Closely monitoring your senior pet’s activity, appetite, mobility, and thirst can give us clues to changes, which, when managed early on, can often lead to a better quality of life for our aging companion.
- Rabies Vaccine
We offer a one and three-year vaccine. This vaccine is required by law and must be given by a licensed and accredited veterinarian. Rabies is a deadly disease that is caused by a virus that affects the nervous system. Dogs are exposed most commonly to wildlife such as bats, raccoons, skunks, coyotes, and foxes.
Distemper, adenovirus, parainfluenza, parvovirus combination vaccine. This vaccine protects against five highly contagious diseases that affect the nervous system. These diseases can be fatal even with aggressive treatment. After the dog’s first year of age, this vaccine is given every three years, or there is the option to check titers to see if your dog is due for another booster.
Leptospirosis is a spiral bacteria that wildlife such as skunks, raccoons, opossums, rodents, and deer can carry. The bacteria is transmitted through urine, so that dogs can be exposed through direct contact with urine or contact with water and soil contaminated with infected urine. Does your dog drink from puddles or eat snow? It is also a zoonotic disease meaning it can be transmitted to people. This disease can cause fatal kidney and liver damage. This is considered a lifestyle vaccine, but most dogs in our area are at risk, and we see at least several confirmed or suspected cases each year.
This is the bacteria known to cause an upper respiratory infection, or what is known as Kennel Cough. It is required by most boarding/grooming establishments and dog parks. We recommend it if your dog goes to boarding facilities, grooming, pet stores, dog parks, etc.
- Canine Influenza
There are two strains of canine influenza that vaccines are available for, the H3N8 and the H3N2. Both strains have been reported in Indiana and throughout the United States over the last six years. This vaccine is recommended for any dogs who go to boarding facilities, grooming, or dog parks, as they are at higher risk of being exposed to more dogs. Like the human flu shot, it may not protect your pet 100%, but it will help lower the severity of illness and has been known to prevent pneumonia in dogs that have contracted the flu.
Our first defense against Lyme disease is tick prevention. Ask us about our recommendations for flea/tick prevention. The deer tick is the carrier of Lyme disease, which is known to cause fever, lethargy, loss of appetite, and joint pain. Lyme disease is becoming more prevalent in our area, and if your dog has exposure to ticks, this vaccine may be one to consider.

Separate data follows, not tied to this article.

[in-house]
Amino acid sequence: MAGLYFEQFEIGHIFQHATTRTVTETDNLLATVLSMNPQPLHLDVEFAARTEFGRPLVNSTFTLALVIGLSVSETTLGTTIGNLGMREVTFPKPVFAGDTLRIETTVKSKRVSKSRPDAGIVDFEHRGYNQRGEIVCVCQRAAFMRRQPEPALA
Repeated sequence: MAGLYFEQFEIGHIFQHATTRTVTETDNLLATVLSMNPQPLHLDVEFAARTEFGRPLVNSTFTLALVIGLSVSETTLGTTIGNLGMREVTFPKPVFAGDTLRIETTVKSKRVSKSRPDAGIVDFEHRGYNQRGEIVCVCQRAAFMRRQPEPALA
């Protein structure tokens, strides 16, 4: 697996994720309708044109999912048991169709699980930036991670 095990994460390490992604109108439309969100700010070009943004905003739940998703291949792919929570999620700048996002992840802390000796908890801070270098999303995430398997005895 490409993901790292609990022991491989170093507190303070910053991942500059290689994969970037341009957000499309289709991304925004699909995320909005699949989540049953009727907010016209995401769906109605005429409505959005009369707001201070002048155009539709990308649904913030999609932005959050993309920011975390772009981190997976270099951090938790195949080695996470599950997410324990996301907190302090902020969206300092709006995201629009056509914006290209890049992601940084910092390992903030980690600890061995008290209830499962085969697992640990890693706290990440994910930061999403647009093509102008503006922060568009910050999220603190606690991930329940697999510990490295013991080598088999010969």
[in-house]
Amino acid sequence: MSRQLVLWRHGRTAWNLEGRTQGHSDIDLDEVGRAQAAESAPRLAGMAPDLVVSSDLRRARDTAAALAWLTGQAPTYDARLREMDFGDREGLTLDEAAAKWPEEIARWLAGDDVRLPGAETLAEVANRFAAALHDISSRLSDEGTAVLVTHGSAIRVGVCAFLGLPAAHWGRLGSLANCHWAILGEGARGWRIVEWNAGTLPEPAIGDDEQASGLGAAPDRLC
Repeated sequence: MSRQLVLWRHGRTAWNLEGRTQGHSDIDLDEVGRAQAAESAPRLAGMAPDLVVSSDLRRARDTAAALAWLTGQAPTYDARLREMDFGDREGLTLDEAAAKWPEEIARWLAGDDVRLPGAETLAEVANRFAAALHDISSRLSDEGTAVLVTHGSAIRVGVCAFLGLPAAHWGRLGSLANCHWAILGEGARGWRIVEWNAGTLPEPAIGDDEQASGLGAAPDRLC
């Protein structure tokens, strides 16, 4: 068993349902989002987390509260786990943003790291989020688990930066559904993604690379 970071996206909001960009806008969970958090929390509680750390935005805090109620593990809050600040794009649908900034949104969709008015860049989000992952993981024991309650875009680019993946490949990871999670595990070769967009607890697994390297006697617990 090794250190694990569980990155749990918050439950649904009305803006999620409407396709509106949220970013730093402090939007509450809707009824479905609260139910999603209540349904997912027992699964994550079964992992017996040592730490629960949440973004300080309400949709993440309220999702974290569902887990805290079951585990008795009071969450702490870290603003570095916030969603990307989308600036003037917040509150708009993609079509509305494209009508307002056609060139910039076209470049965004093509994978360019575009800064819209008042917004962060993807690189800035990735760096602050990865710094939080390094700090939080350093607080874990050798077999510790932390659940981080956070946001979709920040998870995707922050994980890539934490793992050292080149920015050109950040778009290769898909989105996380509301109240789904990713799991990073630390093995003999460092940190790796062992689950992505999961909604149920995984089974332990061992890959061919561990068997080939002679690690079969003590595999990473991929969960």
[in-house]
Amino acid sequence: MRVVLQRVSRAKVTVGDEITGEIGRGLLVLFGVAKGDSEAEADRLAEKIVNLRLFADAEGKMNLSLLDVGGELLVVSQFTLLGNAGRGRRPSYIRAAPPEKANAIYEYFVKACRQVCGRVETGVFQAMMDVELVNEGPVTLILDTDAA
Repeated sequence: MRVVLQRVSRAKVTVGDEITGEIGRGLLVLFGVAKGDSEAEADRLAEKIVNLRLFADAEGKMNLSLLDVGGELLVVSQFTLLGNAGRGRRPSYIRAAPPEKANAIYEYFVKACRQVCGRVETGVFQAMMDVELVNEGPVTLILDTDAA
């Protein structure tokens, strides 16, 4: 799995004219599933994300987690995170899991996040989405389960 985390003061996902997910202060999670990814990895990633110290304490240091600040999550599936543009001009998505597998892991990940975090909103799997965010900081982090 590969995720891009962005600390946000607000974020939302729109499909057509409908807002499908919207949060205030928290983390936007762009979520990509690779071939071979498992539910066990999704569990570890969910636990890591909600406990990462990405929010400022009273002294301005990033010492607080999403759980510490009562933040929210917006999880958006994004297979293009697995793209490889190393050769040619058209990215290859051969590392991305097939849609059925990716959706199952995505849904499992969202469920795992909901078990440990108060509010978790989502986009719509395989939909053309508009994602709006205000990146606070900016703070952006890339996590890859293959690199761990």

We recommend that every puppy have a microchip implanted at some time in their adolescence. A microchip is a tiny implant (about the size of a grain of rice) that permanently identifies you as their owner. If a dog is lost, all animal controls, shelters, as well as veterinary clinics have microchip scanners that can identify who the cat belongs to. We use “Save This Life” microchips, which allow the finder to Google the microchip, and the company will call you immediately when your pet is found.
Heartworms are parasites that live in the heart, lungs, and associated blood vessels of affected dogs, cats, and other mammals. Heartworms create a lot of damage to their host and can cause lung disease, heart failure as well as damage to other organs, which can affect your dog’s health and quality of life even long after the parasites are gone. Left untreated, heartworm disease can be fatal. Heartworm disease is spread by mosquitoes and is preventable.
Heartworm prevention should be given at the same time every month, year-round, for your dog’s entire life. Did you know that heartworm preventatives work by treating heartworms already infecting your dog within the past month or longer? That is why it is extremely important to give the prevention on time, every time. If your dog becomes infected with heartworm, treatment is costly and not without complications. There are many options for heartworm prevention available to you. Let’s talk about the heartworm preventative that is right for you and your pet!